Lookup NU author(s): Dr Kirsten Brandt
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Sensory characteristics as well as objective measures of texture, refractory index, colour and total acid content were measured in tomatoes (Lycopersicon esculentum Mill.) from two experiments comprising variation in harvest time, electrical conductivity (EC), growth medium (soil versus rockwool), variety and maturity. For most characteristics, simultaneous sensory evaluations were more sensitive for detection of small differences than corresponding objective measurements, while the objective measurements obtained better significances in comparisons of different harvest times. Using the correlations between parallel sensory and objective analyses of firmness, a procedure to combine objective and sensory measurements of texture was defined and used to compensate for the drift of sensory data at different evaluation times, and the calibrated measure of firmness used in a principal components analysis. For most sensory characteristics assessed, the greatest variation was due to differences in variety, followed by maturity, harvest time and EC, while the type of growth medium (soil or rockwool) had no or little effect. However, for the characteristics related to texture (crispness and firmness), the ranking was harvest time, EC, growth medium, maturity and variety, with soil-grown tomatoes being slightly but significantly softer than the rockwool-grown ones. © 2005 Society of Chemical Industry.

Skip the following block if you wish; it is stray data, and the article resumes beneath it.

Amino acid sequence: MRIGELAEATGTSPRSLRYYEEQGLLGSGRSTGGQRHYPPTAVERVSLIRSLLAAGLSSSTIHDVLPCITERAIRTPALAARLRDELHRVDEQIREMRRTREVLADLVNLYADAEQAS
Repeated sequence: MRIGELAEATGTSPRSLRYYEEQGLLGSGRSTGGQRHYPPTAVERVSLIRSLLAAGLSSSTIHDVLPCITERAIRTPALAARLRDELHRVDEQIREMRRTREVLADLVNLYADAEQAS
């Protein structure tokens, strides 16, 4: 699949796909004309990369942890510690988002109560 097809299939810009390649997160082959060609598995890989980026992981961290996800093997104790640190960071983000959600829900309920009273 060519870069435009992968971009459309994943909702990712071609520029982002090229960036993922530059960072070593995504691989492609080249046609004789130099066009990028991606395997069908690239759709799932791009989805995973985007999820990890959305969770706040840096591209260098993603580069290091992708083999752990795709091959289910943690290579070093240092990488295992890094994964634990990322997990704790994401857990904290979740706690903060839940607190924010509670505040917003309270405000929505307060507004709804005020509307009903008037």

Author(s): Thybo AK, Bechmann IE, Brandt K
Publication type: Article
Publication status: Published
Journal: Journal of the Science of Food and Agriculture
ISSN (print): 0022-5142
ISSN (electronic): 1097-0010
Publisher: John Wiley & Sons Ltd.
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